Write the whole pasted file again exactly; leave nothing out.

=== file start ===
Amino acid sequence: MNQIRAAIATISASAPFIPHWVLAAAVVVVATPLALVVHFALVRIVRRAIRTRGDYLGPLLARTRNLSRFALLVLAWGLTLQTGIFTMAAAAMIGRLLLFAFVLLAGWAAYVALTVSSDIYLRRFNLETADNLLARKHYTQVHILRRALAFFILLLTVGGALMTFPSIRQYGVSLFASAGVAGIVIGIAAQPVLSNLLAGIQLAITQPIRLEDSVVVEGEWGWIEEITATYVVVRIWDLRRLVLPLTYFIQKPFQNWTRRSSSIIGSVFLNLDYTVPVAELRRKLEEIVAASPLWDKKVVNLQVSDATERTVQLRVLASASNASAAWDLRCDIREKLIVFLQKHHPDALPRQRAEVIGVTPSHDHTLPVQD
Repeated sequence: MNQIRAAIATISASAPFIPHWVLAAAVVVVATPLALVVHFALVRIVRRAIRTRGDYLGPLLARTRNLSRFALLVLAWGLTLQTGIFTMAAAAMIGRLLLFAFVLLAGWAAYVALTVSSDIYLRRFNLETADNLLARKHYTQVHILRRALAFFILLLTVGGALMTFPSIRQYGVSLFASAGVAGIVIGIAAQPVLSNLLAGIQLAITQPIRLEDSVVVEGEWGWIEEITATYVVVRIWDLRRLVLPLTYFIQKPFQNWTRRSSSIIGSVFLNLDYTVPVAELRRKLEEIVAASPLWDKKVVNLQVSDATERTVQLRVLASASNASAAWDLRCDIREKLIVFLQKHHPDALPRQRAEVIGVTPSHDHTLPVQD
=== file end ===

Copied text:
Amino acid sequence: MNQIRAAIATISASAPFIPHWVLAAAVVVVATPLALVVHFALVRIVRRAIRTRGDYLGPLLARTRNLSRFALLVLAWGLTLQTGIFTMAAAAMIGRLLLFAFVLLAGWAAYVALTVSSDIYLRRFNLETADNLLARKHYTQVHILRRALAFFILLLTVGGALMTFPSIRQYGVSLFASAGVAGIVIGIAAQPVLSNLLAGIQLAITQPIRLEDSVVVEGEWGWIEEITATYVVVRIWDLRRLVLPLTYFIQKPFQNWTRRSSSIIGSVFLNLDYTVPVAELRRKLEEIVAASPLWDKKVVNLQVSDATERTVQLRVLASASNASAAWDLRCDIREKLIVFLQKHHPDALPRQRAEVIGVTPSHDHTLPVQD
Repeated sequence: MNQIRAAIATISASAPFIPHWVLAAAVVVVATPLALVVHFALVRIVRRAIRTRGDYLGPLLARTRNLSRFALLVLAWGLTLQTGIFTMAAAAMIGRLLLFAFVLLAGWAAYVALTVSSDIYLRRFNLETADNLLARKHYTQVHILRRALAFFILLLTVGGALMTFPSIRQYGVSLFASAGVAGIVIGIAAQPVLSNLLAGIQLAITQPIRLEDSVVVEGEWGWIEEITATYVVVRIWDLRRLVLPLTYFIQKPFQNWTRRSSSIIGSVFLNLDYTVPVAELRRKLEEIVAASPLWDKKVVNLQVSDATERTVQLRVLASASNASAAWDLRCDIREKLIVFLQKHHPDALPRQRAEVIGVTPSHDHTLPVQD